My good mate Jonathan Rochford of Narrow Road Capital has compiled a brilliant summary of the recent madness in markets, politics and economics. One could be forgiven for thinking it is a lot like satire. Link here.
We are getting confused. It seems that a growing number of government agencies are pushing a climate change agenda, an extension of a remit that is well outside its scope of expertise.
Never mind. The US Federal Reserve is the latest group to announce it is throwing its hat in the ring on climate policy. Perhaps the board of governors felt left out that former Fed chair Janet Yellen was promising to stem the climate emergency via the Treasury. Best keep up.
Never mind that 35% of all M1 money supply has been printed in the last 10 months. It would be one thing if the Fed had a track record to boast about. Sadly, it has such poor predictive powers that getting the core business right maybe a more prudent strategy. God help us if inflation ever hits us. Read Jonathan Rochford’s piece on too much cash here.
The problem with central banks is that they continue to use the only tool they possess – a hammer – which would be great if every problem they encountered was actually a nail.
We aren’t alone. The Reserve Bank of Australia has also joined this climate alarmist bandwagon. Even worse the speech based its assertions on the prophecies of the IPCC and BOM, two of many organizations which have been caught red handed manipulating climate data.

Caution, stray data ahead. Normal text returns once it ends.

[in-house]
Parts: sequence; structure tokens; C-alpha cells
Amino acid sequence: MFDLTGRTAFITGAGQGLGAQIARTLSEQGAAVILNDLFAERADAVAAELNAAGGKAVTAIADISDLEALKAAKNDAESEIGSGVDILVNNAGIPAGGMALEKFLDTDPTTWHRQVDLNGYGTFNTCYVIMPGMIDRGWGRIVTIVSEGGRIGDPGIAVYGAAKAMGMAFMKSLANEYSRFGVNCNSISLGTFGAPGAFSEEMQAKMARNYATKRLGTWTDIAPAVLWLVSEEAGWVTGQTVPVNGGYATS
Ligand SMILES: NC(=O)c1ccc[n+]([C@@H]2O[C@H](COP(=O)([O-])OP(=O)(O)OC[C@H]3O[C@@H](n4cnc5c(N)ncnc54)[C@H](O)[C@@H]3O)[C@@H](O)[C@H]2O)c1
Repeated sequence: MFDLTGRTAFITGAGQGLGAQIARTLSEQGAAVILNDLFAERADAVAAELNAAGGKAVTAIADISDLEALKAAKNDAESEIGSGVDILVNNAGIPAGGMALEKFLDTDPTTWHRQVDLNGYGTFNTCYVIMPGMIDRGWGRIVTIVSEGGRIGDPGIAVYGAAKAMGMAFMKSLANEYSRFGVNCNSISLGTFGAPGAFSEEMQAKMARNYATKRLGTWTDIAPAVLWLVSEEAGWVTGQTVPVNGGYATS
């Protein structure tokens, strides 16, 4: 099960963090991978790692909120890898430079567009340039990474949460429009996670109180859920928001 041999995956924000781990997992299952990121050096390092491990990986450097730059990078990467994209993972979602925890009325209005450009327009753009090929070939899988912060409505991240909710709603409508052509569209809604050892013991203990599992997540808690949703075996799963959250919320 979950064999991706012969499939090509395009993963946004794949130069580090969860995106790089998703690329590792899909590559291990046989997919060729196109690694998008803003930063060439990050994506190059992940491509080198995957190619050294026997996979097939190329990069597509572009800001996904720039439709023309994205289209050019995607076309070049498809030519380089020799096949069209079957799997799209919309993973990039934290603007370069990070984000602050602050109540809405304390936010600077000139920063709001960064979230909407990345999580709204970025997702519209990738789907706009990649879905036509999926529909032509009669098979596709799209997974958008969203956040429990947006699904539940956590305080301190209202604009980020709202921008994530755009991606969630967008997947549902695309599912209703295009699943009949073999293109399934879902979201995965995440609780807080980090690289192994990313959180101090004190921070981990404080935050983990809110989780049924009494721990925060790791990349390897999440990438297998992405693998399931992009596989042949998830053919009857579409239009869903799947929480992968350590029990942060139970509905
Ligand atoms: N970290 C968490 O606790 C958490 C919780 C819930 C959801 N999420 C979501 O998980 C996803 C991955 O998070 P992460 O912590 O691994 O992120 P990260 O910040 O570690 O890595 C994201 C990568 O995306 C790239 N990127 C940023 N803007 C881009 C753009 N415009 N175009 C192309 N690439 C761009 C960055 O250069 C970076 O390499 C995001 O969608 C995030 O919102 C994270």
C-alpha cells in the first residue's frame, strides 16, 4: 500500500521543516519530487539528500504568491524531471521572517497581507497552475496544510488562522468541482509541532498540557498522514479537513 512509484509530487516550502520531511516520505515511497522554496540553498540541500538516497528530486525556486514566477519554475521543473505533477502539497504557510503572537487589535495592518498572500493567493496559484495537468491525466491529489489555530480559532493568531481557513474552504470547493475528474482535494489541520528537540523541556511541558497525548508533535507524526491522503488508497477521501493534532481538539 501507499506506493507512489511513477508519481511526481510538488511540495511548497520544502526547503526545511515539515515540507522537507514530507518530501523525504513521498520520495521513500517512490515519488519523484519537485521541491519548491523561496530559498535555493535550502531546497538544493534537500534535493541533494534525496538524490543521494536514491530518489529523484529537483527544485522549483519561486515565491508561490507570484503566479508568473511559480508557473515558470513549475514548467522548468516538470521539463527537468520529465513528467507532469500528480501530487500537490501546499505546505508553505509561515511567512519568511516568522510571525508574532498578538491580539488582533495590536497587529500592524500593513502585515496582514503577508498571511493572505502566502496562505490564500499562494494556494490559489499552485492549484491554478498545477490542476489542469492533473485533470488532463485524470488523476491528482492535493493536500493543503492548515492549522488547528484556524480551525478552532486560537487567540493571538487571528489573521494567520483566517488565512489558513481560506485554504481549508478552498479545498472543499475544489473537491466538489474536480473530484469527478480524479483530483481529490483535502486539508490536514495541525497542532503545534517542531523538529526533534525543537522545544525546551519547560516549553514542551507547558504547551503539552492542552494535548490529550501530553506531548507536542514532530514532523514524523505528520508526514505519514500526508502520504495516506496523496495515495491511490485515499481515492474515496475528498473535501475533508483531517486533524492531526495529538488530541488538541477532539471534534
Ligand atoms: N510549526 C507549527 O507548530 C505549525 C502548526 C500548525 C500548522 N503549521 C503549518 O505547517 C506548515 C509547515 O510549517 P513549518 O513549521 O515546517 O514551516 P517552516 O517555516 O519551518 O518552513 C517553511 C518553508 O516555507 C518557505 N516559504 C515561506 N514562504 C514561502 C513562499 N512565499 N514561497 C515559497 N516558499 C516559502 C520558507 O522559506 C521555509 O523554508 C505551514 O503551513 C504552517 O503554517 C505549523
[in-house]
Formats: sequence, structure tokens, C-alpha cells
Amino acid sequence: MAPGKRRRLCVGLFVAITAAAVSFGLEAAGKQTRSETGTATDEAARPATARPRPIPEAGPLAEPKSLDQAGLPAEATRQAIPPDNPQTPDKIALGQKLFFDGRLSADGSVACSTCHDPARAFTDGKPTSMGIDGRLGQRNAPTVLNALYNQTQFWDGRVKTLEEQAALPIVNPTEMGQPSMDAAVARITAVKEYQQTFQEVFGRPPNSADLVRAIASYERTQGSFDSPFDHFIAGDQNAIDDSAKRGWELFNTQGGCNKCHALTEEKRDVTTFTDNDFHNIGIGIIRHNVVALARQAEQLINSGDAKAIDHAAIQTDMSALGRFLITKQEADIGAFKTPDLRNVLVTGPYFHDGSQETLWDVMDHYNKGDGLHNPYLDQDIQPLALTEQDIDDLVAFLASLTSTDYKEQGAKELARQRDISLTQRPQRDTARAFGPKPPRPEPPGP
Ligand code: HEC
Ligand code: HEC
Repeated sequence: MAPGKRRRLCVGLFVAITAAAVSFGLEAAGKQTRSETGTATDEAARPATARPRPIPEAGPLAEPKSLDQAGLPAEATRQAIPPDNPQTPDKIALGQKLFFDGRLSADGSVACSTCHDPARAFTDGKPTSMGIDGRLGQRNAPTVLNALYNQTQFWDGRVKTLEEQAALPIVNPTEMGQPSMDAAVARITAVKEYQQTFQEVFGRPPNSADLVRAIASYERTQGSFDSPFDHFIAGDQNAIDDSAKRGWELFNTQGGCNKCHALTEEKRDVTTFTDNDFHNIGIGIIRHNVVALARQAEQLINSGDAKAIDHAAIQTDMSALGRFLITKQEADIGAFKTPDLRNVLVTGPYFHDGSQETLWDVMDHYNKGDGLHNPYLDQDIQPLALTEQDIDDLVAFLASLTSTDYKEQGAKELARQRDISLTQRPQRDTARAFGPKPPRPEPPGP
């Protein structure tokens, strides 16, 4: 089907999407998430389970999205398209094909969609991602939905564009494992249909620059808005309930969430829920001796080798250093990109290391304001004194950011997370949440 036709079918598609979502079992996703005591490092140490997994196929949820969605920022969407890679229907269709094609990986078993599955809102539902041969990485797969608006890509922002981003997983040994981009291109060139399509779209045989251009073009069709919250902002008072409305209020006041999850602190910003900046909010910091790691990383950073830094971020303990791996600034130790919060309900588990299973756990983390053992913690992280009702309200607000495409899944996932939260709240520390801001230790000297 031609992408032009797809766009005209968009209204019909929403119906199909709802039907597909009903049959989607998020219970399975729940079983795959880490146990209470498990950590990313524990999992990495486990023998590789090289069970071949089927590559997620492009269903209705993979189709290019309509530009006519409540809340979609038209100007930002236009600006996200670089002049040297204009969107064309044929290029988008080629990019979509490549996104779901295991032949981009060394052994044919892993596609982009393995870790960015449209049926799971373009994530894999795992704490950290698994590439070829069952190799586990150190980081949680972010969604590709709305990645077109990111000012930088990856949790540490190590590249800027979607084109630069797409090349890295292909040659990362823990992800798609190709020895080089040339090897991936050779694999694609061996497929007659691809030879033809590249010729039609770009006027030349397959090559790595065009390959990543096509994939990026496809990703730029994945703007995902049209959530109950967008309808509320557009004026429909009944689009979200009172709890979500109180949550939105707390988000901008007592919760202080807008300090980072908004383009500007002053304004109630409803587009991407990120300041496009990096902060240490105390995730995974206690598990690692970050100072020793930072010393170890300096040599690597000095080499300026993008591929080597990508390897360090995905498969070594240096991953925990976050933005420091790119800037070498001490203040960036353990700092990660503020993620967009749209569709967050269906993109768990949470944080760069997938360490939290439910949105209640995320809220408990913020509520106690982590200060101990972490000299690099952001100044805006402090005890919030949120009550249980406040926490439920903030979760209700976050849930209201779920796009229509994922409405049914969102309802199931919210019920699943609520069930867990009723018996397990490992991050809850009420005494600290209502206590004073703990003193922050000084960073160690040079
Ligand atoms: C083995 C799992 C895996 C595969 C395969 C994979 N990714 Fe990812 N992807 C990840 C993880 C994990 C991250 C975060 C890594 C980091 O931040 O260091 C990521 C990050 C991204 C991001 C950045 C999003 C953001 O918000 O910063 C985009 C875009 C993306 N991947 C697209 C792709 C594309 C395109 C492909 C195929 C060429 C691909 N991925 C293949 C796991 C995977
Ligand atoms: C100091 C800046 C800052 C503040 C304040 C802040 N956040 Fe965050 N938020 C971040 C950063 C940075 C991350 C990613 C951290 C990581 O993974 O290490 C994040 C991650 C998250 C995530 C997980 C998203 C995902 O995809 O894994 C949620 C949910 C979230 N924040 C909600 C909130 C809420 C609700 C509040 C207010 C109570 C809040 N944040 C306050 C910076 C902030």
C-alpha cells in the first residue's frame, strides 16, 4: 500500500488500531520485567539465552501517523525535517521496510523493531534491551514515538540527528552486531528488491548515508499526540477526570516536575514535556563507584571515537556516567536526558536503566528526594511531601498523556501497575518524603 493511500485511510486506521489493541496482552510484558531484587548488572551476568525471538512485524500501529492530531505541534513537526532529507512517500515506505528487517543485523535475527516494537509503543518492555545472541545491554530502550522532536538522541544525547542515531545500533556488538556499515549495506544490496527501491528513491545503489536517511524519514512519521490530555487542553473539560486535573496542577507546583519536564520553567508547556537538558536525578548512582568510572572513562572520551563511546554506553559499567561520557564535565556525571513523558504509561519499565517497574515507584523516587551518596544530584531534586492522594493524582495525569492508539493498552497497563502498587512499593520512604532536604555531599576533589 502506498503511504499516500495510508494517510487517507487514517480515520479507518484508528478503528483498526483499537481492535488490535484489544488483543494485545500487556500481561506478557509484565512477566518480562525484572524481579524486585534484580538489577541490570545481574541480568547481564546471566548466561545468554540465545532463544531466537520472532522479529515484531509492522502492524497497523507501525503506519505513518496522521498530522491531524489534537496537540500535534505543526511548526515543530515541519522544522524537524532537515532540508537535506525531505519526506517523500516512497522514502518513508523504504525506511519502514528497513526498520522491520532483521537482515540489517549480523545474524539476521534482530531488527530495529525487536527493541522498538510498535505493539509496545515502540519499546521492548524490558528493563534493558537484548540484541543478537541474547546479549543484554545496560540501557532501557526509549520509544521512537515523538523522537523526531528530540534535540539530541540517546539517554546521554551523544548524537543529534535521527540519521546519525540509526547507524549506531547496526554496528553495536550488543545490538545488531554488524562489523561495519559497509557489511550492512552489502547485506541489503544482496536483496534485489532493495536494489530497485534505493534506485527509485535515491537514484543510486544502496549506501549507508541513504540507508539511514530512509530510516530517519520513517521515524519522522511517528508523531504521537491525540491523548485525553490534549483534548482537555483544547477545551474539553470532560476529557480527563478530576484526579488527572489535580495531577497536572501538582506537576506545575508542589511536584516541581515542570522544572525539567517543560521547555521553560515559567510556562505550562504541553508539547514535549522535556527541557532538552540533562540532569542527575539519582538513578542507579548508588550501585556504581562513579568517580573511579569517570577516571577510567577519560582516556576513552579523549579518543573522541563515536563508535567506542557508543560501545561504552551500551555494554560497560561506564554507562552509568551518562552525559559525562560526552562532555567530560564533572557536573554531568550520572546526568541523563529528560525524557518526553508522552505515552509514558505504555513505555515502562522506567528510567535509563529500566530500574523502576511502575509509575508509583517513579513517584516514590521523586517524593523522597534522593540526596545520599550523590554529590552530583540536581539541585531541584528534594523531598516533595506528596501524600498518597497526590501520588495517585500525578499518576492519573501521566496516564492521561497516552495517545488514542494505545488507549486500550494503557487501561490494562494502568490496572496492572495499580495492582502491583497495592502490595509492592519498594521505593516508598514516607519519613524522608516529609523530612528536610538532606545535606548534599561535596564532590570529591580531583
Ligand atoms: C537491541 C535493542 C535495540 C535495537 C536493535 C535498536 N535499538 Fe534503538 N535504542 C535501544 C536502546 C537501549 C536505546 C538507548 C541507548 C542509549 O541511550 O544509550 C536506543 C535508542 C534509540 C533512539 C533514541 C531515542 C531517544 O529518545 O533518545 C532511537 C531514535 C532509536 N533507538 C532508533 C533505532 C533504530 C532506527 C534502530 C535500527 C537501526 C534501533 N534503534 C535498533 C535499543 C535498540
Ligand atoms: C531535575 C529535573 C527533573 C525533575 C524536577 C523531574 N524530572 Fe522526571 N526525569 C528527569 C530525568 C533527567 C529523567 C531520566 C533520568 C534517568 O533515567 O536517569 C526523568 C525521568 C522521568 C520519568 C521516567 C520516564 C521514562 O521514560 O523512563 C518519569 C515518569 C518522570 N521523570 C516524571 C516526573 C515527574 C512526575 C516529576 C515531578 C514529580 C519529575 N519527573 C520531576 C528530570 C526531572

Instead of coordinating monetary policy which has fed a housing bubble of almost 1980s Japan levels in terms of price:income with banks 50% more levered to mortgages on average than Japan’s financial institutions were at the point of collapse.
APRA and ASIC have also told us they plan to get stricter on climate change reporting by corporates even though their own data over the last decade shows the opposite. In order to get the results they want, they plan to legislate to enforce it. That should tell us much.
Forgive us for being cynical, but we all know that government agencies must submit their budgets each year. What better way to get a healthy shot in the arm than add a climate change agenda to it in order to squeeze $10s or $100s of millions in extra funding. Forget if the agency has absolutely zero relation to climate change like the DOJ. Just tick that box and then hire a bunch of activists to write puff pieces warning us of the grave dangers of a future crime wave if we don’t stop rising sea levels as opposed to defunding the police.
What an absolute farce. What tends to happen is that extra funding often finds its way to line the pockets of those who work within these agencies, especially at the senior levels. Note what happened to our own fire services in Australia who rarely spoke about climate change but got masses of funding which didn’t go to replenishing equipment but salary increases.
We guess the 2020 annual reports will be ALL about the impacts of climate change when it was hardly ever mentioned over the previous decade when it should have mattered.
Just watch department and agency around the world line up one after another at the climate change teat. That tells all we need to know. A bunch of amateurs doing what they do best – behaving as professional politicians.
It’s for our own good, you know! Shut up already.
The wealthiest 1% of NYS’ population contributes roughly 50% of the state’s coffers. Gov. Andrew Cuomo took to begging the rich to return to NYC from their second homes so they can pay taxes to fill the dwindling reserves. He said,